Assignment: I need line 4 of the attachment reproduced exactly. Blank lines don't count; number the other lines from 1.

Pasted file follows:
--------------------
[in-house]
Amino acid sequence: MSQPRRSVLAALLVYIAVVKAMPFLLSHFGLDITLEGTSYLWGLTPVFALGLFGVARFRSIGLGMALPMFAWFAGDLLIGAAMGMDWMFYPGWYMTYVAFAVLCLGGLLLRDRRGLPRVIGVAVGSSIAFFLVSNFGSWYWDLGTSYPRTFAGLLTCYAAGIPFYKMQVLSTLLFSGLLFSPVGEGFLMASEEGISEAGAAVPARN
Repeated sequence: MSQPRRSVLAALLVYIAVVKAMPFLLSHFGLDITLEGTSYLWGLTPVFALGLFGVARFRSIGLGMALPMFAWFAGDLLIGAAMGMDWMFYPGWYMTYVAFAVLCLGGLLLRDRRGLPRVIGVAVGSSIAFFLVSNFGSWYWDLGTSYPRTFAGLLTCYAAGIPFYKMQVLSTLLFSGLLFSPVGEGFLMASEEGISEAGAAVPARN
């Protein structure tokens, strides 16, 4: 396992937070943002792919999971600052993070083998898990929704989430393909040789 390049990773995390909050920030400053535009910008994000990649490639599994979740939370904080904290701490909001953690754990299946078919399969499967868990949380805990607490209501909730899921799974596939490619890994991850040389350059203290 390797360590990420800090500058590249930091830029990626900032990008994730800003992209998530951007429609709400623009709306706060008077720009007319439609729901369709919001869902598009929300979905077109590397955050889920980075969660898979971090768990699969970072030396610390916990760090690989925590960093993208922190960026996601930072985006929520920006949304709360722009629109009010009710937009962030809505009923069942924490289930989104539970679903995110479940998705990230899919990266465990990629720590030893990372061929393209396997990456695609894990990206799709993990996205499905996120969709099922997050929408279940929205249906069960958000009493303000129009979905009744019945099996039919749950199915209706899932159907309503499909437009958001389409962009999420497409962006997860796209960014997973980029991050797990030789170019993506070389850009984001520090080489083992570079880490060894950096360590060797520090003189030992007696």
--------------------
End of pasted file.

């Protein structure tokens, strides 16, 4: 396992937070943002792919999971600052993070083998898990929704989430393909040789 390049990773995390909050920030400053535009910008994000990649490639599994979740939370904080904290701490909001953690754990299946078919399969499967868990949380805990607490209501909730899921799974596939490619890994991850040389350059203290 390797360590990420800090500058590249930091830029990626900032990008994730800003992209998530951007429609709400623009709306706060008077720009007319439609729901369709919001869902598009929300979905077109590397955050889920980075969660898979971090768990699969970072030396610390916990760090690989925590960093993208922190960026996601930072985006929520920006949304709360722009629109009010009710937009962030809505009923069942924490289930989104539970679903995110479940998705990230899919990266465990990629720590030893990372061929393209396997990456695609894990990206799709993990996205499905996120969709099922997050929408279940929205249906069960958000009493303000129009979905009744019945099996039919749950199915209706899932159907309503499909437009958001389409962009999420497409962006997860796209960014997973980029991050797990030789170019993506070389850009984001520090080489083992570079880490060894950096360590060797520090003189030992007696």